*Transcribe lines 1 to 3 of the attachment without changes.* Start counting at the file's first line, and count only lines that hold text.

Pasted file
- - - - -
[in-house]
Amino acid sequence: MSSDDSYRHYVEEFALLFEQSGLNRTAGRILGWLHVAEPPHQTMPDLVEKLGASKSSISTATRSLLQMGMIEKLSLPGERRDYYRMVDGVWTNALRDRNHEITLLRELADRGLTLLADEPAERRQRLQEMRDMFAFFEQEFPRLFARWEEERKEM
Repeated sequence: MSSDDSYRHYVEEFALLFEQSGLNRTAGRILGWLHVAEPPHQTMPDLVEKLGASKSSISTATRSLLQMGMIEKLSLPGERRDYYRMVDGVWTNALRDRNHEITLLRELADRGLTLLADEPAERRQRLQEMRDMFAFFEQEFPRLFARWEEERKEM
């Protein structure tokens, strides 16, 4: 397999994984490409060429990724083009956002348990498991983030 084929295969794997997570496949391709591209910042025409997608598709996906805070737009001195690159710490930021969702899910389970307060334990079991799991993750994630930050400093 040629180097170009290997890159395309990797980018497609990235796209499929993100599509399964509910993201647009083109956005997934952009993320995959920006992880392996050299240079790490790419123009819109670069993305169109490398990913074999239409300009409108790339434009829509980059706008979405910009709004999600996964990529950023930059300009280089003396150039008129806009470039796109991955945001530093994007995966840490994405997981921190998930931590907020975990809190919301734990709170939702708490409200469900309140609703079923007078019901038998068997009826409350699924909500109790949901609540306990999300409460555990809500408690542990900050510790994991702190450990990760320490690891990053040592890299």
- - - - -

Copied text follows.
[in-house]
Amino acid sequence: MSSDDSYRHYVEEFALLFEQSGLNRTAGRILGWLHVAEPPHQTMPDLVEKLGASKSSISTATRSLLQMGMIEKLSLPGERRDYYRMVDGVWTNALRDRNHEITLLRELADRGLTLLADEPAERRQRLQEMRDMFAFFEQEFPRLFARWEEERKEM
Repeated sequence: MSSDDSYRHYVEEFALLFEQSGLNRTAGRILGWLHVAEPPHQTMPDLVEKLGASKSSISTATRSLLQMGMIEKLSLPGERRDYYRMVDGVWTNALRDRNHEITLLRELADRGLTLLADEPAERRQRLQEMRDMFAFFEQEFPRLFARWEEERKEM